Regardless of how you feel about the internet now being more of an active part of our daily lives than ever before, there’s no doubt that it has brought upon things we wouldn’t imagine. This immense melting pot of trends, unprecedented real-time interaction and accessibility of information has meant that many things have changed – but also that there’s more inspiration and opportunity than ever before.
In the case of music, the internet has been a double-edged sword. The older ones amongst us can’t forget the Metallica vs Napster case, but music itself has certainly survived. One less-explored way online developments have influenced the music industry has been linked to the cryptocurrency called Bitcoin – and the technology behind it, Blockchain. And it may be the one ingredient that was missing to make the music industry thrive in the 21st century.
Artists vs Labels
CD sales peaked in 1998 and 1999. However, since the 90s, reports of artists being unhappy with their record labels have been getting increasingly common. From Prince to Johnny Cash, not forgetting ‘N Sync and LL Cool J, singers and musicians have been famously unsatisfied with their labels, often resulting in lawsuits. The rise of the internet didn’t help things at all. Although Pink Floyd had been with (now defunct) EMI for more than forty years, the band went to court over their rights to choose whether their tracks should be available for download individually rather than part of an album. For the record, the British progressive rock supergroup lost.
Learning from Others
It’s true that music is one of the very few industries which the internet hasn’t yet helped to propel forward but instead caused problems for. Why that happened is a complicated question, but one thing is for sure: the music industry could learn from the adaptability and inventiveness of other sectors. A case in point is casino gaming, a powerhouse whose rise has been dramatic since the start of the century, resulting in $159.71 billion annual revenue globally. Instead of being suspicious of the digital landscape, some of the savviest casino providers were quick to embrace it and find ways to make it work for their customers.
To make the playing field more balanced, some casino providers decided to trade exclusively in the global currency of Bitcoin, which ensures that players all over the world can bet and win regardless of their local currency. In addition to providing a wide variety of online casino games in Bitcoin, companies such as VegasCasino have invested in state-of-the-art tech by employing live streaming technologies. Click here to see how fast internet connections allow you to connect seamlessly to a live casino table and interact with a real-life dealer to enjoy a game of live blackjack or baccarat. Just one example of the adaptability of an industry resulting in success.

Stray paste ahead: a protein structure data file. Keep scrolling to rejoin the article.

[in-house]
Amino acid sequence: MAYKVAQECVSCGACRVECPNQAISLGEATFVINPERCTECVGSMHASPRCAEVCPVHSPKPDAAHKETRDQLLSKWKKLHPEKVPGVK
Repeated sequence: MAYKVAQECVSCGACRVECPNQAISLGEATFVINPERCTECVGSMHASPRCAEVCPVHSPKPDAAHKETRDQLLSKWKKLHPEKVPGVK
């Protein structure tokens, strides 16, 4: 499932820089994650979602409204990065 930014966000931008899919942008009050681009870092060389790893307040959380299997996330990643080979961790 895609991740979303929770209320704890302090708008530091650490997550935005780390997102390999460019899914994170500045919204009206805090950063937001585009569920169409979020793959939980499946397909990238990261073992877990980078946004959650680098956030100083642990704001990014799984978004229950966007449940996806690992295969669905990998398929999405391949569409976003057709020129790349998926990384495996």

New Payment Models
In terms of total revenue, though, things have started to look up in recent years. As Bloomberg reported recently, online streaming grew to $195 million in the first half of 2016, in what they call “a fragile recovery” of the music industry. User penetration of digital music should be at 43.9% in 2017 and it’s expected to reach 47.2% in 2021, according to a Statista dossier.
Although services like Spotify and Pandora charge clients monthly subscription fees for access to music, Amazon, Beats Music, iTunes, the Play Store and many more also offer the option to buy individual mp3s for small amounts. That’s where experts estimate that the potential of cryptocurrencies such as Bitcoin can help. Payments in real time at a micro scale are a feature of Bitcoin and constitute an ideal model for buying such tracks.
Hopeful New Start-ups Investing in Blockchain
The reason Bitcoin can exist as a currency is a smartly set up digital ledger that tracks payments and ensures they are unique, non-traceable and can’t be messed with. This ledger is called Blockchain, and in addition to checking Bitcoin records and transactions, it’s able to do much more. Brands such as PeerTrack and PledgeMusic recently hit the news as they promise to leverage Blockchain technology to manage digital music ownership and royalties. Perhaps the most famous example is Imogen Heap’s Mycelia for Music concept. The singer-songwriter released her single “Tiny Human” on Ujo Music through this Blockchain-based model. Although the experiment was far from a clear success, the capacity to purchase individual “stems” of the track – just the drums, or vocals, or string section, among others – is certainly an interesting suggestion for DJs and producers.
Overall, these fairtrade-type initiatives show that the music industry indeed has something to gain from harvesting the power of Blockchain, Bitcoin and new technologies in general. It’s all a matter of finding the right way to do it. The first major player in the famously rigid (at least until recently) music industry who finds the right way to embrace the Bitcoin and Blockchain opportunities is bound to revolutionize music as we know it. One thing is for certain, though, for such a model to be successful, it has to work for all parties: artists, labels and certainly consumers.